Montreal Expos right fielder Larry Walker is seen in 1994. Less than a year later, he was off to Colorado. On Tuesday, he was elected to the Baseball Hall of Fame, just the second Canadian--after Ferguson Jenkins--to be elected. (The Canadian Press/AP)

At long last love: Larry Walker’s going to the Baseball Hall of Fame

As usual, he was right on the edge, but in the end he prevailed–pretty much like he always did on a baseball field.

Walker becomes the first position player from Canada ever to be elected to the Hall and the second Canadian, following pitcher Ferguson Jenkins, from Chatham, Ontario, who was voted in in 1991.

It was Walker’s 10th and final chance to be voted in by the baseball writers and he barely made it above the minimum 75 per cent of the votes required, but he will now have a place to go during the last week of July every summer when members of the Hall of Fame gather to celebrate.

And that weekend will sit just fine for Walker, a man possessed with the ability–as was one of his mentors, Tim Wallach–to make everyone around him feel terrific.

Walker is greeted by his teammate, friend  and mentor Tim Wallach, left, after Walker hit a two-run home run in 1990. (Mary Butkus/Associated Press)

Walker, who was born and raised in British Columbia, first gained fame as a member of the Montreal Expos and was on the team in 1994, the year a work stoppage cost the team what everybody said was a legit shot to become World Series champions.

The team was dismantled the following spring, and Walker moved on to Colorado, where he excelled.

But the sensational numbers he put up were said to be tainted--at least by many HOF voters–because the thin mountain air allows a baseball to travel a whole lot further, so it wasn’t a fair fight–or so the experts said.

But as the Sabermetrics guys proliferated across the game, so did new respect for Walker.

Gradually, people began to realize that playing in Colorado was not the piece of cake everybody thought it was.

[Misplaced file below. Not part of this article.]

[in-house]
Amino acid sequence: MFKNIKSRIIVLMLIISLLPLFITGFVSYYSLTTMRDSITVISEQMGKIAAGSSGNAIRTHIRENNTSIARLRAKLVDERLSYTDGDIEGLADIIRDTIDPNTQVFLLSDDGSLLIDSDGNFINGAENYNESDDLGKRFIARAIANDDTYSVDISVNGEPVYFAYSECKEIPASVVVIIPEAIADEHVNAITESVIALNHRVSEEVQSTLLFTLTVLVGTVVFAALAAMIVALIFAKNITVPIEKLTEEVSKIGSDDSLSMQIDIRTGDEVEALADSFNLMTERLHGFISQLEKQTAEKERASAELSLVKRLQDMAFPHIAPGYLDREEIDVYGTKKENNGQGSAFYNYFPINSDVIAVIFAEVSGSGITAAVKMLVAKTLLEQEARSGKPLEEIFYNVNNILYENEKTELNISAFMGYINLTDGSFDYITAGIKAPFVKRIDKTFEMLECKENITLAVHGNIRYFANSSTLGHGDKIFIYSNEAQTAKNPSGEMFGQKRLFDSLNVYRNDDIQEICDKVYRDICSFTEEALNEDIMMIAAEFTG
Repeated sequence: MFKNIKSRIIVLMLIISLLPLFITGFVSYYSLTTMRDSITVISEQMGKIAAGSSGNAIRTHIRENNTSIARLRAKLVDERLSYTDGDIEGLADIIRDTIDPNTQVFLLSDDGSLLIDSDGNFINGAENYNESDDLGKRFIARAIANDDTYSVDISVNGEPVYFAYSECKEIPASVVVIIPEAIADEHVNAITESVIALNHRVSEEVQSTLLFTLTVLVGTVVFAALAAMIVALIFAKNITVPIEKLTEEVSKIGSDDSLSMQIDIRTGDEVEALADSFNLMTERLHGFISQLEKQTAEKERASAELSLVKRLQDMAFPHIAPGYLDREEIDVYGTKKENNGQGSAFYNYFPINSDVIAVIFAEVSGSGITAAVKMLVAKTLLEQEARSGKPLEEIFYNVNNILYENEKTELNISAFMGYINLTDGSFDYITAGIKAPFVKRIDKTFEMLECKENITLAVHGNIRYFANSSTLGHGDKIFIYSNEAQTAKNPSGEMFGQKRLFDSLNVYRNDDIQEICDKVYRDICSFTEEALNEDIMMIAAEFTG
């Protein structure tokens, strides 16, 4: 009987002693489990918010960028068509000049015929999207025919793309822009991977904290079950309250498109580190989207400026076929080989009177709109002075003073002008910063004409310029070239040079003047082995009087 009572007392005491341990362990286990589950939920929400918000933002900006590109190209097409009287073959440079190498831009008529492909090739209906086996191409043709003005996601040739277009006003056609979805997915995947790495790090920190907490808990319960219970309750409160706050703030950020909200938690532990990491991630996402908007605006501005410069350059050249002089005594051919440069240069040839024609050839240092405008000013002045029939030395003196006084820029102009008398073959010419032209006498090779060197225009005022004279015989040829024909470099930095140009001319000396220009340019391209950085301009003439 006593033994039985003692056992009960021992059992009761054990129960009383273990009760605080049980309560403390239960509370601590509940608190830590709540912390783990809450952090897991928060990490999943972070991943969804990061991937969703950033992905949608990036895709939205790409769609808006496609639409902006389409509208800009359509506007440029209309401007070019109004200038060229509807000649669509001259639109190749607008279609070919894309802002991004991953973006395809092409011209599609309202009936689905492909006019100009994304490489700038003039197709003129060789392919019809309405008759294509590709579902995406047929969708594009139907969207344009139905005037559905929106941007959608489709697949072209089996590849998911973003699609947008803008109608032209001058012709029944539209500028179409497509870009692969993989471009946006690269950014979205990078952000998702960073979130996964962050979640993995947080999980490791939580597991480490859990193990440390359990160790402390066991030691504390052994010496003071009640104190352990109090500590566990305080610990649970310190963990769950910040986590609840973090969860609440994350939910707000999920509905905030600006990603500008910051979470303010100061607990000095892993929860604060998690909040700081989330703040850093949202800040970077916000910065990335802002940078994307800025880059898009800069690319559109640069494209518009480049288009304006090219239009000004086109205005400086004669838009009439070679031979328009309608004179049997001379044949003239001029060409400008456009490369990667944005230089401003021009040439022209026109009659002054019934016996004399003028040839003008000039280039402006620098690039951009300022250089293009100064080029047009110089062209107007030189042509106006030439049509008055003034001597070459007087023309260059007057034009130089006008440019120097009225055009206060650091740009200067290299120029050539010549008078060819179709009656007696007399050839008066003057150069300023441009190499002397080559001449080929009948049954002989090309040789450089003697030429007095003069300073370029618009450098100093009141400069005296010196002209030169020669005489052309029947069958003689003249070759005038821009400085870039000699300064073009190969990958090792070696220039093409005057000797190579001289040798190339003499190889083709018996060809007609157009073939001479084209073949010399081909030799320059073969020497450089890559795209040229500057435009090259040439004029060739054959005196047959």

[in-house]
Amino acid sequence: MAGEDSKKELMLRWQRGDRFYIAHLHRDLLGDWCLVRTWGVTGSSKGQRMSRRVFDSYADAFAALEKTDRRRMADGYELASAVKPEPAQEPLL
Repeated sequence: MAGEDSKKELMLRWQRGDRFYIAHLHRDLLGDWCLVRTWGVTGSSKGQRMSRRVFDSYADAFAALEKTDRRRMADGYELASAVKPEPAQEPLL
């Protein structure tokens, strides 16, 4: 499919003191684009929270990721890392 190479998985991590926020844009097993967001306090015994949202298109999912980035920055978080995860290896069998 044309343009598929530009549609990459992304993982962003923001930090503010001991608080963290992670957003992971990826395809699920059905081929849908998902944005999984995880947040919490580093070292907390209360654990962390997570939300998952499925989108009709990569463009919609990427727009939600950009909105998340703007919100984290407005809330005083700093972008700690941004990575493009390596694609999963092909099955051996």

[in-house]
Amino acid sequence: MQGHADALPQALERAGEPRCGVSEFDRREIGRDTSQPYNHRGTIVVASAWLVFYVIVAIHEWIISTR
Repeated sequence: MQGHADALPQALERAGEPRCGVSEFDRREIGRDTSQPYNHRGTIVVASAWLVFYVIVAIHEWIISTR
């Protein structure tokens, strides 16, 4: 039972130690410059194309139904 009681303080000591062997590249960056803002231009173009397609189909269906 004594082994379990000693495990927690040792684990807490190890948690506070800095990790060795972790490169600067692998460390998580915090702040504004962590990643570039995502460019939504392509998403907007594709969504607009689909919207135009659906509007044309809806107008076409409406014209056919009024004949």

And so, Walker, finally–and legitimately–has made it to Cooperstown.

About time, I say.

But I confess, I am prejudiced. I really, really like the guy.

Gregarious, generous, and a possessor of immaculate comic timing, he was someone you wanted to be around and last night he was feeling pretty good about life when he spoke to the CBC’s Andrew Chang.

Never mind Hall of Fame Ballplayer, Walker’s always been a Hall of Game Guy.

A mutual friend of ours is Richard Griffin, who is the director of baseball media for the Toronto Blue Jays, after being the top baseball writer and columnist for the Toronto Star.

Before that, Griffin was Expos media relations director, a job that saw him spend a lot of hours with Walker.

Griffin joined me by phone from his home in Toronto today to talk about Walker, the person, Walker, the ballplayer, and Walker, the Canadian.

Categories: Uncategorized
Tags: , , , , , , , , , , , , , ,

Do you want to report an error or a typo? Click here!

@*@ Comments

Leave a Reply

Note: By submitting your comments, you acknowledge that Radio Canada International has the right to reproduce, broadcast and publicize those comments or any part thereof in any manner whatsoever. Radio Canada International does not endorse any of the views posted. Your comments will be pre-moderated and published if they meet Netiquette guidelines.

When you express your personal opinion in an online forum, you must be as courteous as if you were speaking with someone face-to-face. Insults and personal attacks will not be tolerated. To disagree with an opinion, an idea or an event is one thing, but to show disrespect for other people is quite another. Great minds don’t always think alike—and that’s precisely what makes online dialogue so interesting and valuable.